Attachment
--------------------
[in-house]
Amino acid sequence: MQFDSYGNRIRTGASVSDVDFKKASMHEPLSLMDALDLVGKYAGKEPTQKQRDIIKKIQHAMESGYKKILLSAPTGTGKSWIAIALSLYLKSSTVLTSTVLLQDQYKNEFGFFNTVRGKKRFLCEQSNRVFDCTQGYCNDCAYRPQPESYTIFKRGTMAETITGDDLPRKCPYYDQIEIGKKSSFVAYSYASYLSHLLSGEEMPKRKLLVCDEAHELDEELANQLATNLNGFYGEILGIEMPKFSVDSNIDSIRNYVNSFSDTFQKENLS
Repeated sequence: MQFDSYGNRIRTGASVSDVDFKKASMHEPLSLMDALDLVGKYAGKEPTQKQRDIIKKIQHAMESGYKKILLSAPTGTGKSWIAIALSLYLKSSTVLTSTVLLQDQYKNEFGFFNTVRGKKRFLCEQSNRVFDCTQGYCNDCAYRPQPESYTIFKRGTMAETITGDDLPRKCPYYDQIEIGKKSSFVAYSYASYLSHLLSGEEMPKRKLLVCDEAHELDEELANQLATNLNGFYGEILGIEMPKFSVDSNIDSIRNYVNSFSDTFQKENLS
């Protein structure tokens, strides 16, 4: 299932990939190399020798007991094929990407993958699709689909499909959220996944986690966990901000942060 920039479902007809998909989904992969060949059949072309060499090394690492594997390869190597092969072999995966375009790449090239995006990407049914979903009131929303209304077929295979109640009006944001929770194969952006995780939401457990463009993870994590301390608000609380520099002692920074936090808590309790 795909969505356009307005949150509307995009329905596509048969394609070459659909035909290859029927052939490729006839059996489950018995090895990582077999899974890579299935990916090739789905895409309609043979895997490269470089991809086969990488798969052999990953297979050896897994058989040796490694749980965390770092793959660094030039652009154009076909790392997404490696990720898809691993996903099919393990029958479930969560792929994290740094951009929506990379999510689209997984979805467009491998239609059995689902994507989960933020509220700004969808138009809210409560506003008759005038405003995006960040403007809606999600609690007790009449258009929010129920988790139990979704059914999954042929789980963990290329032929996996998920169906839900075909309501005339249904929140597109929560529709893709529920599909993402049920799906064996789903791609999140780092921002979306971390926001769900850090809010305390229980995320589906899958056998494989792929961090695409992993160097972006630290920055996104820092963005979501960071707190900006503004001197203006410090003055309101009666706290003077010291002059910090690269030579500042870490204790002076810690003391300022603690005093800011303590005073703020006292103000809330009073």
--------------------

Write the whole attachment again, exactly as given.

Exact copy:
[in-house]
Amino acid sequence: MQFDSYGNRIRTGASVSDVDFKKASMHEPLSLMDALDLVGKYAGKEPTQKQRDIIKKIQHAMESGYKKILLSAPTGTGKSWIAIALSLYLKSSTVLTSTVLLQDQYKNEFGFFNTVRGKKRFLCEQSNRVFDCTQGYCNDCAYRPQPESYTIFKRGTMAETITGDDLPRKCPYYDQIEIGKKSSFVAYSYASYLSHLLSGEEMPKRKLLVCDEAHELDEELANQLATNLNGFYGEILGIEMPKFSVDSNIDSIRNYVNSFSDTFQKENLS
Repeated sequence: MQFDSYGNRIRTGASVSDVDFKKASMHEPLSLMDALDLVGKYAGKEPTQKQRDIIKKIQHAMESGYKKILLSAPTGTGKSWIAIALSLYLKSSTVLTSTVLLQDQYKNEFGFFNTVRGKKRFLCEQSNRVFDCTQGYCNDCAYRPQPESYTIFKRGTMAETITGDDLPRKCPYYDQIEIGKKSSFVAYSYASYLSHLLSGEEMPKRKLLVCDEAHELDEELANQLATNLNGFYGEILGIEMPKFSVDSNIDSIRNYVNSFSDTFQKENLS
């Protein structure tokens, strides 16, 4: 299932990939190399020798007991094929990407993958699709689909499909959220996944986690966990901000942060 920039479902007809998909989904992969060949059949072309060499090394690492594997390869190597092969072999995966375009790449090239995006990407049914979903009131929303209304077929295979109640009006944001929770194969952006995780939401457990463009993870994590301390608000609380520099002692920074936090808590309790 795909969505356009307005949150509307995009329905596509048969394609070459659909035909290859029927052939490729006839059996489950018995090895990582077999899974890579299935990916090739789905895409309609043979895997490269470089991809086969990488798969052999990953297979050896897994058989040796490694749980965390770092793959660094030039652009154009076909790392997404490696990720898809691993996903099919393990029958479930969560792929994290740094951009929506990379999510689209997984979805467009491998239609059995689902994507989960933020509220700004969808138009809210409560506003008759005038405003995006960040403007809606999600609690007790009449258009929010129920988790139990979704059914999954042929789980963990290329032929996996998920169906839900075909309501005339249904929140597109929560529709893709529920599909993402049920799906064996789903791609999140780092921002979306971390926001769900850090809010305390229980995320589906899958056998494989792929961090695409992993160097972006630290920055996104820092963005979501960071707190900006503004001197203006410090003055309101009666706290003077010291002059910090690269030579500042870490204790002076810690003391300022603690005093800011303590005073703020006292103000809330009073």